Jazz at the Kennedy Center: A Year in Review and a Glance at 2005


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Dr. Taylor's firm belief in the expansiveness of jazz can been seen in his dedication to bringing musicians of all styles from around the world together under one roof.
2004 was another outstanding year for jazz at the Kennedy Center, with a diverse and superlative roster of musicians along with a series of outstanding mini-festivals that confirmed the Kennedy Center's status as one of the top jazz centers in the world.

Under the guidance of jazz phenomenon and educator Dr. Billy Taylor, and with the support of vice president for education Derek Gordan, the Kennedy Center offered an ever-widening selection of jazz greats. Dr. Taylor's firm belief in the expansiveness of jazz can been seen in his dedication to bringing musicians of all styles from around the world together under one roof. As a result of its commitment to drawing from all genres, the Kennedy Center leaves few audiences unsatisfied. From a series centered on Latin jazz, to another on French jazz, from the famous annual Mary Lou Williams Women in Jazz Festival, to individual performances that push at the limits of jazz traditions, the common denominator is the consistent quality of the music.

A sampling of the Center's concerts in 2004 is a testament to this diversity. Featured artists included such outstanding performers as Peter Cincotti, Cassandra Wilson, Bobby Sanabria, Roy Hargrove, Ray Barreto, Fred Hersch, Karen Briggs, Joe Lovano, Hiromi, Claudia Acuna, and a host of others. And in keeping with Dr. Taylor's philosophy, whether in the intimate KC Jazz Club or on one of the Center's larger stages, most performances included an element of education alongside entertainment. Sometimes this consisted of a few short explanations or historical anecdotes offered by the performers, while other events featured longer discussions and educational seminars as preludes or finales to the show. An essential component of what makes the Kennedy Center unique, these activities not only add to the events themselves, but also serve to raise jazz's profile. For example, one event of 2004 featured a televised explanatory session by percussionist/bandleader and Latin jazz expert, Bobby Sanabria, which was beamed into participating public schools, and another evening offered a discussion of jazz hosted by the inimitable Dr. Taylor himself.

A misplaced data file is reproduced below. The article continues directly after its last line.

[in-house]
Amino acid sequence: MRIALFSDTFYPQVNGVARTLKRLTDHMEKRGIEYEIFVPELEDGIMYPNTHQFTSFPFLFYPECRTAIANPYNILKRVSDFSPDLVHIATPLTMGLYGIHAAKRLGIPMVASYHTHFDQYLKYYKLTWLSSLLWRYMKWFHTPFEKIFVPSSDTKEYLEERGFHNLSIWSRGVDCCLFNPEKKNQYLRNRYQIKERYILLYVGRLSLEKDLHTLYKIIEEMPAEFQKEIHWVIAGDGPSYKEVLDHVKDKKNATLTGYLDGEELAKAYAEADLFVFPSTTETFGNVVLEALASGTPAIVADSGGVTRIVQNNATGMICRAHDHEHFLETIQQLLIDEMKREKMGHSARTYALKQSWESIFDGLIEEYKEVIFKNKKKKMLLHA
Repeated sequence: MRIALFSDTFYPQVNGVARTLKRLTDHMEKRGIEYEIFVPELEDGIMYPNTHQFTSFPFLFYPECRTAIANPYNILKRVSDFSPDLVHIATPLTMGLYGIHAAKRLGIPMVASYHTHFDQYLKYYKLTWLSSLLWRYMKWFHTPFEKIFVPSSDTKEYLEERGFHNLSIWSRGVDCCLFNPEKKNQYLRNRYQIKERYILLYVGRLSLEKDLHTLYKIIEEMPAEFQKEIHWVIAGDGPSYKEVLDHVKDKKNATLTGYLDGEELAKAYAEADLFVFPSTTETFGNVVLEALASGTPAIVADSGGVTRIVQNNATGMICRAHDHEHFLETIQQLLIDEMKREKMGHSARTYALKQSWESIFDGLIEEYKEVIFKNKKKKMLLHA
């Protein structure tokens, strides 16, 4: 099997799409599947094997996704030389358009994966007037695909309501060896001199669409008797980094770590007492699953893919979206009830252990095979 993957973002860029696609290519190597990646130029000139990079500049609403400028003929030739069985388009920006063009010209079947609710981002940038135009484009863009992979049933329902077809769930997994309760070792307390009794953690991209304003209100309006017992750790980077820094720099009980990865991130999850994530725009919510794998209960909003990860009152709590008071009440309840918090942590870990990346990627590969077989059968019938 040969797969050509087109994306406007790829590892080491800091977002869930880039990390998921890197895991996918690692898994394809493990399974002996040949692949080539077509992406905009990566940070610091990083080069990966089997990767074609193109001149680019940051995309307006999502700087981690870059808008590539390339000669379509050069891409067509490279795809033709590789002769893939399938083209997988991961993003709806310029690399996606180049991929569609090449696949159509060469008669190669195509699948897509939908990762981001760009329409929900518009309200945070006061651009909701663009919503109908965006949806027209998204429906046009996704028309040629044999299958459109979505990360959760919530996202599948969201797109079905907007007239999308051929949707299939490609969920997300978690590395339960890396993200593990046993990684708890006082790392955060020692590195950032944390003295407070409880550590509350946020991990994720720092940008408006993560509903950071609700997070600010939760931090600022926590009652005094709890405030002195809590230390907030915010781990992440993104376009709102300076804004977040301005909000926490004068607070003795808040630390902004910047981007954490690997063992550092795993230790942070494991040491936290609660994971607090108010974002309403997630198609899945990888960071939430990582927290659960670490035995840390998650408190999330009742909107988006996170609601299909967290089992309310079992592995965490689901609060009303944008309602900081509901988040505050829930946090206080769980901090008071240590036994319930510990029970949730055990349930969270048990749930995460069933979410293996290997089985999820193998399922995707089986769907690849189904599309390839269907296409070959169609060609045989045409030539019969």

Highlights of the year included a blistering and experimental showing by violist Karen Briggs; a cross-cultural extravaganza by the Winard Harper Sextet which blended traditional jazz with the rythms and musical structures of Africa and the Middle East; an intimate evening of traditional jazz by singer Tierney Sutton; a moving night of vocals by Chilean vocalist Claudia Acuna, focused on blending the folk music of her native country with jazz and blues forms; and of course, the Women in Jazz Festival featuring such artists as Jane Bunnett, Janis Siegel, and Geri Allen.

As well, the annual Jazz Piano Christmas was a memorable closing moment for 2004 at the Kennedy Center. Co-hosted and broadcast live by National Public Radio (NPR), this event encapsulated what makes the Kennedy Center special and served well to close out one year of music and herald in the next. Bonnie Grice, NPR's humorous announcer, introduced a series of musicians offering personalized renditions of the Christmas songs that serve as the foundation for every Christmas tradition around the world. Young up-and-comer Adam Birnbaum set the mood of the night with his interpretation of "Let it Snow," while Japanese jazz star Hiromi stole the night with "God Rest You Merry Gentlemen" and a bluesy version of "A Christmas Song." Other performers featured included the Lynne Arriale Trio, pianist Kenny Barron, Paul Meyers and Ray Vega on guitar and trumpet respectively, and the campy vocalist/pianist Andy Bey. Hailing from across the globe and reflecting jazz's full spectrum of styles, each of these musicians offered an intimate perspective on the tradition of Christmas music, showcasing their very distinct personalities and skills.

As succesful as the 2004 season was, it appears that the Kennedy Center is determined to surpass itself in 2005. An expanded line-up at the Center's small KC Jazz Club will once again bring jazz's newest sounds to D.C., such as T.S. Monk, David Sanchez, and Jason Moran, and special events such as a performance by the Dave Holland Big Band, the Dizzy Gillespie All-Star Big Band, and the much awaited tenth anniversary Mary Lou Williams festival all promise to make 2005 a superior year for jazz at the Kennedy Center.

As the past year of music has already proven, and future plans underscore, the Kennedy Center has fully embraced jazz, placing America's music center stage alongside the Center's more traditional offerings. These welcome efforts on behalf of jazz by the Kennedy Center are part of a long-overdue renaissance of jazz culture in Washington, D.C., and in a larger context, foster a greater understanding of jazz in the country of its birth.

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